When I finally finished, I wanted to dive into editing my new project, but I forced myself to go back to the first one. I had a deadline to meet. I read through the whole manuscript in one morning and realized that a.) a lot of changes still need to be made, but I’m not sure what they are or how to make them; and b.) I’m not invested enough in that project right now to give it the attention it deserves.

And so, for the first time ever, I’ve slashed a deadline that I set for myself. It wasn’t easy, but I want to make sure I give the older project the attention it deserves, and I just can’t do that right now. Plus, anything that seems to write itself like this ought to be given proper recognition. I started typing up my new book (I write first drafts longhand), and the fever returned. It’s not quite the same frenzy that it was before, but it’s still guiding me, telling me what to change, what to add (beyond the obvious “10,000+ words”), and where, and how — all the things I couldn’t do with my older manuscript.

I still plan to come back to that project, but I’m going to surrender to the fever of this new one first. The fact that I’m getting chills just writing this tells me I’ve made the right decision.

Have you ever been swept up by an idea like this? Share your stories in the comments!

Recommended Reading: Characterization

One of my favorite parts of being a librarian is reader’s advisory, or recommending books (or other media) to patrons. And one of my favorite parts of being a writer (other than actually writing) is studying other writers’ work. I’ve decided to combine these two favorites with a series of recommended reading for writers, focusing on different elements of craft and the books/authors that I think make good use of those elements.

Sherlock Holmes.

Who doesn’t recognize this character?

This week’s post will focus on characterization. From Holden Caulfield to Tyrion Lannister, memorable characters stick with us long after we’ve finished reading their stories. Their unique ways of looking at (and telling readers about) their worlds, the ways they rise (or fail to rise) to the occasion, and their interactions with other characters make them real, breathing people who we could imagine running into on the street. Here are just a few books that I look to when I’m studying well-crafted characters.

Paper Towns. My first recommendation is Paper Towns by John Green. Really anything by John Green, but The Fault in Our Stars is getting so much media love that I wanted to highlight another of his books. The characters’ quirks — Radar’s obsession with the Wikipedia-like Omnictionary, Margo’s fascination with ambiguous capitalization, Quentin’s obsession with finding Margo — and their intelligent banter make them charming and undeniably human.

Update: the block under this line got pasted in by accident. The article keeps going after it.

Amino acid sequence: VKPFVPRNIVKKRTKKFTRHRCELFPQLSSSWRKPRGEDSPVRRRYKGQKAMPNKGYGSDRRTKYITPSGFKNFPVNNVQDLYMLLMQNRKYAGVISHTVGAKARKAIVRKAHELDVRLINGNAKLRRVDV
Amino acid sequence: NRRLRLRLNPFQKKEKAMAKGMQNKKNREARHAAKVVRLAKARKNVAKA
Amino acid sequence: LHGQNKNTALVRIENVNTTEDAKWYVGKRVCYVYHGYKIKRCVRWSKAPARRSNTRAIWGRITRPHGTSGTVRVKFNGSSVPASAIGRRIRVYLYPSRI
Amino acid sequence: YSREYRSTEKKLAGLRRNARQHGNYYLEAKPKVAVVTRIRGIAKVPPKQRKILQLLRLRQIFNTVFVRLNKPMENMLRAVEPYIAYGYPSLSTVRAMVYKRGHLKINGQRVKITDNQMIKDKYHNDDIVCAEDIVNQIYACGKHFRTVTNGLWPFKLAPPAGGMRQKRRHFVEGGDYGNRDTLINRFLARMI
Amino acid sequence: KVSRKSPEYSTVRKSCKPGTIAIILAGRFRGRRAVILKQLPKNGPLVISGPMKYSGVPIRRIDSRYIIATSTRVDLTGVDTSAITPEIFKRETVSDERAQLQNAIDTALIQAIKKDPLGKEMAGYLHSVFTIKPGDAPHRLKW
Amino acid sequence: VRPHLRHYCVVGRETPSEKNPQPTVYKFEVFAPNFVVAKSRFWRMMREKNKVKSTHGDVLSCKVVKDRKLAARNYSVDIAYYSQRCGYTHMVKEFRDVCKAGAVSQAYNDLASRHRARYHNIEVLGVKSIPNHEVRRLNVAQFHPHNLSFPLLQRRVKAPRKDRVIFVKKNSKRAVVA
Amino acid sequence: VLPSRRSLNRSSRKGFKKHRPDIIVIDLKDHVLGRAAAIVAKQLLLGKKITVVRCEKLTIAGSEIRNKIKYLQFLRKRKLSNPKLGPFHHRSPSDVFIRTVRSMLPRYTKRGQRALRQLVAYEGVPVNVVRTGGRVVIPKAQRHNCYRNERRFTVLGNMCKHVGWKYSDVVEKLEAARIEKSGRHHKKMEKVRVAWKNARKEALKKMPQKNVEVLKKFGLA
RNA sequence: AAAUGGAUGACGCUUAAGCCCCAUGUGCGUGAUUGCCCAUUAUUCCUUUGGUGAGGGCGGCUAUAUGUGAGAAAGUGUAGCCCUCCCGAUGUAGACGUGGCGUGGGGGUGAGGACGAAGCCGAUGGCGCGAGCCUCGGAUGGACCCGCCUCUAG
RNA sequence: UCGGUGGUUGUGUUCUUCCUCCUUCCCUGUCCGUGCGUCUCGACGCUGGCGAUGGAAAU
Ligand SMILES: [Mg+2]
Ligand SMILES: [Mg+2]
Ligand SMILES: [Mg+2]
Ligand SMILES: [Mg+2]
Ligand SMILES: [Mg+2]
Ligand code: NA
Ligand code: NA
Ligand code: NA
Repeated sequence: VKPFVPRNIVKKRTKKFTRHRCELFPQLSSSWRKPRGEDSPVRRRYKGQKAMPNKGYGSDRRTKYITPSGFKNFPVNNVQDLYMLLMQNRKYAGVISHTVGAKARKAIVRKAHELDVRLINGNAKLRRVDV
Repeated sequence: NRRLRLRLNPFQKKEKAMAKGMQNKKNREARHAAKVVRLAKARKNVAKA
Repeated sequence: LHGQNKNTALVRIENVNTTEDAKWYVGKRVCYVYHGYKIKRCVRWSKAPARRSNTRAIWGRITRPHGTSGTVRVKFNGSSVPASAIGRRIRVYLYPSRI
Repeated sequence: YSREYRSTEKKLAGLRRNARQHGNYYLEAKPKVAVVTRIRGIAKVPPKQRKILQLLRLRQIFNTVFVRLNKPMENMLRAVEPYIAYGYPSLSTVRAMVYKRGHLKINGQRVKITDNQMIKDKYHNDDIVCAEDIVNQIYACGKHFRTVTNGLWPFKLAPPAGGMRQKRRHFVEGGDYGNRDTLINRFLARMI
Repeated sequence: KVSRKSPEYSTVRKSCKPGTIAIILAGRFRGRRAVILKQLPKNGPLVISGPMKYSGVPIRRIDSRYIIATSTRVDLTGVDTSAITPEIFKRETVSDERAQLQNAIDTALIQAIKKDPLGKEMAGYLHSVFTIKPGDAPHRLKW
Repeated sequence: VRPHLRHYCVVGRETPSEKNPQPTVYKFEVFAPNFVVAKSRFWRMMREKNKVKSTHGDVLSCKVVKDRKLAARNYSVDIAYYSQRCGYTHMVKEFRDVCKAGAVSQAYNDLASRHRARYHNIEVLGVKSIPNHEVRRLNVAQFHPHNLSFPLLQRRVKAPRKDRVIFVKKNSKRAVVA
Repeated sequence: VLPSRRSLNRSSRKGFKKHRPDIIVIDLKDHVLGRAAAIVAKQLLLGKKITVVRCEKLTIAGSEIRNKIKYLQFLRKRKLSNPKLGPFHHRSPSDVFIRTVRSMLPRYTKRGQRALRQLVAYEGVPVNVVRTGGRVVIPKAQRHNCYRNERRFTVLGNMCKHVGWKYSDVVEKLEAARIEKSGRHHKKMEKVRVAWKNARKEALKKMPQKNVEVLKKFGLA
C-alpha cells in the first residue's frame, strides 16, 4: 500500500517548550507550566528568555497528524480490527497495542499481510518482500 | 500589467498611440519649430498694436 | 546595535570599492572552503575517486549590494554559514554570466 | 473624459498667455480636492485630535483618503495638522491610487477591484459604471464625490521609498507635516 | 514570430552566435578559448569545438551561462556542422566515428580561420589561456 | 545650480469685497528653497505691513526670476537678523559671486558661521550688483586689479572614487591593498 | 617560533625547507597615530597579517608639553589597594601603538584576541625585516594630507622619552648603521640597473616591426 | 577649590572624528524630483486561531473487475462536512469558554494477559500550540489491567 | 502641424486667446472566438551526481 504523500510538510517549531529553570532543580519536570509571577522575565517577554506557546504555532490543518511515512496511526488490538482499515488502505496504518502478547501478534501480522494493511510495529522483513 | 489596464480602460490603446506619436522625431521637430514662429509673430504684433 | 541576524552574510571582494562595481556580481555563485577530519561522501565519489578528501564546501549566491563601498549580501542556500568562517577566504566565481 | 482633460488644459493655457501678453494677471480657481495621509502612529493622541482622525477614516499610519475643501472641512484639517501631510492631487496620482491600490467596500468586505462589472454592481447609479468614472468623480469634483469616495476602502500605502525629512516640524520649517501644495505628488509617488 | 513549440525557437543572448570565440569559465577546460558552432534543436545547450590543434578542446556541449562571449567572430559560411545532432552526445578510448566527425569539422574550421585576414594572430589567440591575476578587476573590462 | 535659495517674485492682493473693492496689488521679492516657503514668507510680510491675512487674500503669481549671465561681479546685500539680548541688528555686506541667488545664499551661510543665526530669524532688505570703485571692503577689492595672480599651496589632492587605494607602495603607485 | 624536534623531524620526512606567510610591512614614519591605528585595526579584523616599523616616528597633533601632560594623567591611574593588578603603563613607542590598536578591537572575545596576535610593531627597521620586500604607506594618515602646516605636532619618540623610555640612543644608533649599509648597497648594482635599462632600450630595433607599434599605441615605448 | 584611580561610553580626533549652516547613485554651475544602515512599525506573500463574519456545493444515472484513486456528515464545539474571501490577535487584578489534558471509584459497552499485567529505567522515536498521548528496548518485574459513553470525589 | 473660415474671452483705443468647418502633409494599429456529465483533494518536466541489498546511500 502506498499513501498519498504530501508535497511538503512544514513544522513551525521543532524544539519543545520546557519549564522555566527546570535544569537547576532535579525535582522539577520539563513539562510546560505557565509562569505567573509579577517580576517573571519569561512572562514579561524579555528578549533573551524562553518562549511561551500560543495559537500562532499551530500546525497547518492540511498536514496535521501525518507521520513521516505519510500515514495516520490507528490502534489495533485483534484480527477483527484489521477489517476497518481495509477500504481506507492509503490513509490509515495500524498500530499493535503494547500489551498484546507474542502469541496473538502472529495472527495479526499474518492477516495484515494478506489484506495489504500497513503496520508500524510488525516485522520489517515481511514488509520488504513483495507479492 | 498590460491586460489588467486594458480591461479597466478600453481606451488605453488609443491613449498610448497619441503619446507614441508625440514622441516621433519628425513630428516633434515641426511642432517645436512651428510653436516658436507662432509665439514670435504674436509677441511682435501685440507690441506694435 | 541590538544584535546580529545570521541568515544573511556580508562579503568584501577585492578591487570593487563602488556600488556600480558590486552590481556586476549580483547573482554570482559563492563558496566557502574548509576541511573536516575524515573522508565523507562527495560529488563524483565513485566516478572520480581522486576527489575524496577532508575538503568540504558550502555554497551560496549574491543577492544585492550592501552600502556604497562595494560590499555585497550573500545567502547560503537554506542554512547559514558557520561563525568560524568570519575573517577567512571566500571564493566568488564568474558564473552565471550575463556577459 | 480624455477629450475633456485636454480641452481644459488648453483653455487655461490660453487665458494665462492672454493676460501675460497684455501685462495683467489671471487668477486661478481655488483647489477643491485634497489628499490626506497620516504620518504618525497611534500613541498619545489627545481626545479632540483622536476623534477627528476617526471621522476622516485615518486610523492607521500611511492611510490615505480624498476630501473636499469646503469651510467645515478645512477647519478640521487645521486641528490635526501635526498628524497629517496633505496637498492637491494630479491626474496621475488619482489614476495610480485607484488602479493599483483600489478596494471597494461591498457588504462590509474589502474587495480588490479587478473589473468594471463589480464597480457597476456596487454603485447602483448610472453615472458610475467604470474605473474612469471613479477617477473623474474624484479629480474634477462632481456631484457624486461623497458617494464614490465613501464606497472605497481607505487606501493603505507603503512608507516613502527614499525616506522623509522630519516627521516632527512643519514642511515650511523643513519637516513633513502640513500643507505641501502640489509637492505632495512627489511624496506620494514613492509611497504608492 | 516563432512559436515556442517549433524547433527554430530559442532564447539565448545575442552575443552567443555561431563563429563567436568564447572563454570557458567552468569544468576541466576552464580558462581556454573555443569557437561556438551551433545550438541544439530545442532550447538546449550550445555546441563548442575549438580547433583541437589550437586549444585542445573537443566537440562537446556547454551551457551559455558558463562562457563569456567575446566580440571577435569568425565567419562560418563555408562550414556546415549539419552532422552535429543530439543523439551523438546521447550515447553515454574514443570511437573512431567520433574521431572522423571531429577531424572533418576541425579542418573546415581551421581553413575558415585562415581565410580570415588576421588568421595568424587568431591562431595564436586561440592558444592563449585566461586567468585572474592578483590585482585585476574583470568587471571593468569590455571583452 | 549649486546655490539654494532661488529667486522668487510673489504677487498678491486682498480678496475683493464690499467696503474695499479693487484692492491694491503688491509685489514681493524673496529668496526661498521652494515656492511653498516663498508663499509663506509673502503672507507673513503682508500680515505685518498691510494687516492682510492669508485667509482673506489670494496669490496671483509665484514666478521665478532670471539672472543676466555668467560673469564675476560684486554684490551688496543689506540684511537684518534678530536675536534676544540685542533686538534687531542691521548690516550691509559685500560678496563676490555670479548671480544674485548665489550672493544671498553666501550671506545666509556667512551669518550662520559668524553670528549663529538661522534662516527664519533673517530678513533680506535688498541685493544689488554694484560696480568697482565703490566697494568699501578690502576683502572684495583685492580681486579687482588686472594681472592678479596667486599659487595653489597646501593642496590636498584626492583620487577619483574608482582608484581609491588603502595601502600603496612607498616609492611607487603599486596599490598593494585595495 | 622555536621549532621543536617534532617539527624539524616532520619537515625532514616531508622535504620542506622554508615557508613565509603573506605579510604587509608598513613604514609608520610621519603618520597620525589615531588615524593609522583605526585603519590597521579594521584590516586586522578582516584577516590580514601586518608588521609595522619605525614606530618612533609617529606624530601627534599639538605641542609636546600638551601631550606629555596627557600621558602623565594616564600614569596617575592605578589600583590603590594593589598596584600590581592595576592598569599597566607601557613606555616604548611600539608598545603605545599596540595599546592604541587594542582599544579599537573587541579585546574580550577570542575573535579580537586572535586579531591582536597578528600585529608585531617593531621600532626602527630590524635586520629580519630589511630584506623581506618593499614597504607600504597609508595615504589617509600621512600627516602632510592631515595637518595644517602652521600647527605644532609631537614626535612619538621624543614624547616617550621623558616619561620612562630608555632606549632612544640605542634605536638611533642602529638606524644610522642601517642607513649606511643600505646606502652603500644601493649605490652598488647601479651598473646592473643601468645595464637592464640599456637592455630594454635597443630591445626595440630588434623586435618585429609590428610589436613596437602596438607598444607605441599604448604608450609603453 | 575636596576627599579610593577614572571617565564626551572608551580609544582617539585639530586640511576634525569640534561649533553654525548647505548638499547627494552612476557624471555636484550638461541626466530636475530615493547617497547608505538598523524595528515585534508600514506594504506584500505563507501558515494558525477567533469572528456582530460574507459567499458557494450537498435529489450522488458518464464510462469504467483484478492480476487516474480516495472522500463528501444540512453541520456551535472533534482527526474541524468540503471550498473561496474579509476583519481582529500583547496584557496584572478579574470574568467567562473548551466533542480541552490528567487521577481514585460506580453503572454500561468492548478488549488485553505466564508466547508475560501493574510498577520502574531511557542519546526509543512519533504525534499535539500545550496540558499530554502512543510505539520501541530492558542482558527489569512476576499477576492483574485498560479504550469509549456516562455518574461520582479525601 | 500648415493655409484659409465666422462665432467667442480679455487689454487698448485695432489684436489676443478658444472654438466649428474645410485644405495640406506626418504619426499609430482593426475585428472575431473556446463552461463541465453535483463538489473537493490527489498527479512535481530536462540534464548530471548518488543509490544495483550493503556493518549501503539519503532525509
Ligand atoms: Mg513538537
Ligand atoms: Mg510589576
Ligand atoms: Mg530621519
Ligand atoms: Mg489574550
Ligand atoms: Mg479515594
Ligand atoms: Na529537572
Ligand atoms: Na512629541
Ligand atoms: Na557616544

For those writing teen characters, Rainbow Rowell’s Eleanor & Park is spot-on. These characters talk like teens, think like teens, and act like teens — real teens, not overly angsty or juvenile cliches. Rowell creates characters who struggle with abuse, isolation, and insecurities we can all relate to, both in Eleanor & Park and in her other novels. If you’re looking for a rich, character-driven contemporary story, try anything by Rainbow Rowell.

Alanna: The First AdventureI can’t talk about strong characters without mentioning one who significantly shaped my teen years. Alanna from Tamora Pierce’s Song of the Lioness quartet is a strong female character who is not afraid to be herself and do what she thinks is right — even when it gets her into trouble. These and other books by Pierce are also great for those writing young adult fantasy. The Song of the Lioness books are a bit older, but Pierce’s receipt of YALSA’s Edwards Award in 2013 is a testament to her work’s endurance.

Other books/series with great characters include Benjamin Alire Saenz’s Aristotle and Dante Discover the Secrets of the Universe, George R.R. Martin’s A Song of Ice and Fire series, and J.K. Rowling’s Harry Potter series. In general, any writer who makes you cry when he or she kills off a character is someone to study if you’re trying to strengthen the characters in your own writing.

What books or authors do you recommend for a look at great characterization?

Recommended Reading: Setting

Alaskan Landscape.

Photo by flickr user blmiers2

One of my favorite parts of being a librarian is reader’s advisory, or recommending books (or other media) to patrons. And one of my favorite parts of being a writer (other than actually writing) is studying other writers’ work. I’ve decided to combine these two favorites with a series of recommended reading for writers, focusing on different elements of craft and the books/authors that I think make good use of those elements.